A CenterPoint Energy substation fire and explosion in northwest Harris County cut power to approximately 75,000 customers.
Authorities got the call just after 5 p.m. last Tuesday in Cypress, TX. As the fire became larger, those in the area heard one explosion and then another.
Concerned about air quality because of the billowing smoke, officials called for a shelter-in-place and nearby Hamilton Middle School evacuated. For a period of time, firefighters watched the transformer burn as the initial 10,000 affected customers turned into 75,000.
“There was a large transformer that faulted and caught fire. Exactly how that happened, whether it will be an overload or something like that, we’re going to work with them (CenterPoint) to get that information,” said Capt. Dean Hensley, with the Harris County Fire Marshal’s Office.
No one suffered an injury in the incident. The shelter-in-place lifted after the fire burned for three hours.
Crews worked through the night to reroute power and restore service.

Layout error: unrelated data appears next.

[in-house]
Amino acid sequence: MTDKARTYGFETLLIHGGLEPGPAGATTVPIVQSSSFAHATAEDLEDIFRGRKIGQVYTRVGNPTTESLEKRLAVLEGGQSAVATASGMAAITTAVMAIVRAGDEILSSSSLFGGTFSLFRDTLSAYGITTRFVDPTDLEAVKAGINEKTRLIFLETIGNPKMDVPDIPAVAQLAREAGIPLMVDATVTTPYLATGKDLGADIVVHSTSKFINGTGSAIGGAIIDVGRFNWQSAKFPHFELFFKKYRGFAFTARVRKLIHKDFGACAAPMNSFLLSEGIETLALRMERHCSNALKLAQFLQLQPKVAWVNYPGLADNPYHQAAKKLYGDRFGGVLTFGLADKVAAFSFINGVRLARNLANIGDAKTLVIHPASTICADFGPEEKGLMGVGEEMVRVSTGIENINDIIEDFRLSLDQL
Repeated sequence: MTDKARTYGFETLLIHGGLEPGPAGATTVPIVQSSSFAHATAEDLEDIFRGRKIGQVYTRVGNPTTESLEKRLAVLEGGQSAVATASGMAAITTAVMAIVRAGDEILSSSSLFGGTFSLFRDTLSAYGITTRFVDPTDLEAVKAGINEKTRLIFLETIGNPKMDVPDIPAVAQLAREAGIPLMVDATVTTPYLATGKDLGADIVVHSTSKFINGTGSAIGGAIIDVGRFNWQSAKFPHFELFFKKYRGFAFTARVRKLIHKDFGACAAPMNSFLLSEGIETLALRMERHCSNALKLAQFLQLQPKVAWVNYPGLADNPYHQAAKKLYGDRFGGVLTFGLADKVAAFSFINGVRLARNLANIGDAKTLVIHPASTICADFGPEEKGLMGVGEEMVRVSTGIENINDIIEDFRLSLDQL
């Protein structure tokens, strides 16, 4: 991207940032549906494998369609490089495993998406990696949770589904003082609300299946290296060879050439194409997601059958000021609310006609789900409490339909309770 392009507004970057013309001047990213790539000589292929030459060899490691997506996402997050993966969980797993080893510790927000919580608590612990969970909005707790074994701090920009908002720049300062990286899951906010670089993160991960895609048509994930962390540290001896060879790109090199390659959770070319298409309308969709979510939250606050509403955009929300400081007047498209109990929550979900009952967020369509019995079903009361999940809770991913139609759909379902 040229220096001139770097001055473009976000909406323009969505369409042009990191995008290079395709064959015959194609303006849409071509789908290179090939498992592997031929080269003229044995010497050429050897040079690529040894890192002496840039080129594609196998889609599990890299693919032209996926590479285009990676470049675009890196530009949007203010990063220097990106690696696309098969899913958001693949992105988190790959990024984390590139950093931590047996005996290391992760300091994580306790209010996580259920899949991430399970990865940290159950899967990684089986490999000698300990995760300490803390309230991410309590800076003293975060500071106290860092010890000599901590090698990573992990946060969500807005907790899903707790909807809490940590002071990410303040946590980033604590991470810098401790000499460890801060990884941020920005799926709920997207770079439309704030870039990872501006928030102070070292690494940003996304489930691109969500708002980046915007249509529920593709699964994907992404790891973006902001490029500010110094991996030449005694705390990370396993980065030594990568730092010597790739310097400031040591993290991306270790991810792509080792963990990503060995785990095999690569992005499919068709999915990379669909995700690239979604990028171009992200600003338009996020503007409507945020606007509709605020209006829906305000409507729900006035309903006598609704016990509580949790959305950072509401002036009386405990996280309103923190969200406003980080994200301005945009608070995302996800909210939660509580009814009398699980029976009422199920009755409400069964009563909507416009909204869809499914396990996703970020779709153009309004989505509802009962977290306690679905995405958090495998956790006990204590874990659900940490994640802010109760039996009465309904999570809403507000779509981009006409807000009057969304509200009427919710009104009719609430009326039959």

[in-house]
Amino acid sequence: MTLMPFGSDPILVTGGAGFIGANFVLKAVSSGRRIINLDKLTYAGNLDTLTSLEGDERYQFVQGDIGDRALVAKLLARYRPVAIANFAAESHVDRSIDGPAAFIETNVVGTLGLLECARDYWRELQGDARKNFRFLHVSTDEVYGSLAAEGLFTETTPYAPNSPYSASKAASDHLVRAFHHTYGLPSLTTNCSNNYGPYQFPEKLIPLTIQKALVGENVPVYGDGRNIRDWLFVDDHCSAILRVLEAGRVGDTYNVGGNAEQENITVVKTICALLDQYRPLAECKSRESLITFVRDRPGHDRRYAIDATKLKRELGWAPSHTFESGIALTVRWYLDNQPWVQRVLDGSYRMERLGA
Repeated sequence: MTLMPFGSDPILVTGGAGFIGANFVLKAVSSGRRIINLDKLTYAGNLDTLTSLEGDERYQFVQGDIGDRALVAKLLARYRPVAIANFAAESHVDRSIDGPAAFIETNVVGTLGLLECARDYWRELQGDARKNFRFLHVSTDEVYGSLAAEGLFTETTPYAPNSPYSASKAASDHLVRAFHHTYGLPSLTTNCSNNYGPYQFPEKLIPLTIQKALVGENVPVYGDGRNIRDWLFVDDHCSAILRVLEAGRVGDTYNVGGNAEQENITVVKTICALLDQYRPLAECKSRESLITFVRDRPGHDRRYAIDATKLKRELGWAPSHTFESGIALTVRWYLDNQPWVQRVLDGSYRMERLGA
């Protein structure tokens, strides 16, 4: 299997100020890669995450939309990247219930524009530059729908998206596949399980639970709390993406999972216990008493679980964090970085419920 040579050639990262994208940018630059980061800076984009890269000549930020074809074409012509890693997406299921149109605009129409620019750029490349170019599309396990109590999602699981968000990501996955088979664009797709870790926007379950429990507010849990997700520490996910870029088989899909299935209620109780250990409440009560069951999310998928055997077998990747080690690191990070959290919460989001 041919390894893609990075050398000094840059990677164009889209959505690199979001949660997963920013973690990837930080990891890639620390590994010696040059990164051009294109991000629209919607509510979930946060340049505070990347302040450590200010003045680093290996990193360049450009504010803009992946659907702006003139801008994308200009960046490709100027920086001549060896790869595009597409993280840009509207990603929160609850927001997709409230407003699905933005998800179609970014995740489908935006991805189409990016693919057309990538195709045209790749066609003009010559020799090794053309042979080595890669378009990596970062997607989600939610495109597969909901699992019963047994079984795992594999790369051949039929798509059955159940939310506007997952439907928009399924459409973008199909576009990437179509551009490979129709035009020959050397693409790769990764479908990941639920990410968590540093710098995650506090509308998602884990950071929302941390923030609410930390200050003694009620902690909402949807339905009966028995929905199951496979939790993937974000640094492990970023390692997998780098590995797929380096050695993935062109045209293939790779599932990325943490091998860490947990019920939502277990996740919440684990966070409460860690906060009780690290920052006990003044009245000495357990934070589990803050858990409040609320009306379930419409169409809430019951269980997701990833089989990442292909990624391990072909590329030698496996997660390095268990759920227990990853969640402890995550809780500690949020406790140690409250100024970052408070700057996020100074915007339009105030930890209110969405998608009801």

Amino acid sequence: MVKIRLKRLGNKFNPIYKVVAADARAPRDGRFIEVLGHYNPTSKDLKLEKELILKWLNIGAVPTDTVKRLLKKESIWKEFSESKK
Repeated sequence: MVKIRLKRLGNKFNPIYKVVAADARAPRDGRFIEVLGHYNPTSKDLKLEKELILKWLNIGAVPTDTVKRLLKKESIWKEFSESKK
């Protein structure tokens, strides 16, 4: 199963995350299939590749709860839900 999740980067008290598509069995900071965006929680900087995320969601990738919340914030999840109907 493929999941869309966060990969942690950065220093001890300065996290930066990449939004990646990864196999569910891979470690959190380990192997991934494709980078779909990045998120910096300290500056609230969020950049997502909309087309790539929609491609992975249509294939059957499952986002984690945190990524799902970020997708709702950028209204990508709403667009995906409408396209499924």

An open valve in a containment tank led to a sulfuric acid spill in Mulberry Fork in Alabama, officials said.
Just about 900 gallons of sulfuric acid mixed with stormwater and released into the Mulberry Fork Wednesday at the American Proteins chicken rendering plant in Hanceville, AL.
While an investigation is ongoing, Alabama Department of Environmental Management (ADEM) spokesman Jerome Hand said they believe they know how the spill happened.
“The release occurred when a supply line from one of their outside storage tanks leaked into, basically a tank containment system, and that failed because it had an open valve,” Hand said. “It’s early in the investigation, and I hate to say it was a one-time thing, but we think we know the reason.
“It’s still under investigation, that’s just what we’ve found out so far. We’ll continue to look into all aspects of the spill.”
Hand said the release happened around 4 p.m. Wednesday and the department received notification by American Proteins at 5:51 p.m. He said ADEM contacted the Alabama Department of Conservation and Natural Resources, which was investigating the effects on wildlife.
“We were out there that night taking samples and we’re still waiting for the results from the lab on those, so it’s still under investigation,” Hand said.
The Mulberry Fork and the Locust Fork converge to form the Black Warrior River at the Bankhead Reservoir.
The plant’s general manager Jason Spann told the Cullman Times newspaper the spilled material contained about 150 gallons of sulfuric acid, mixed with about 750 gallons of storm water.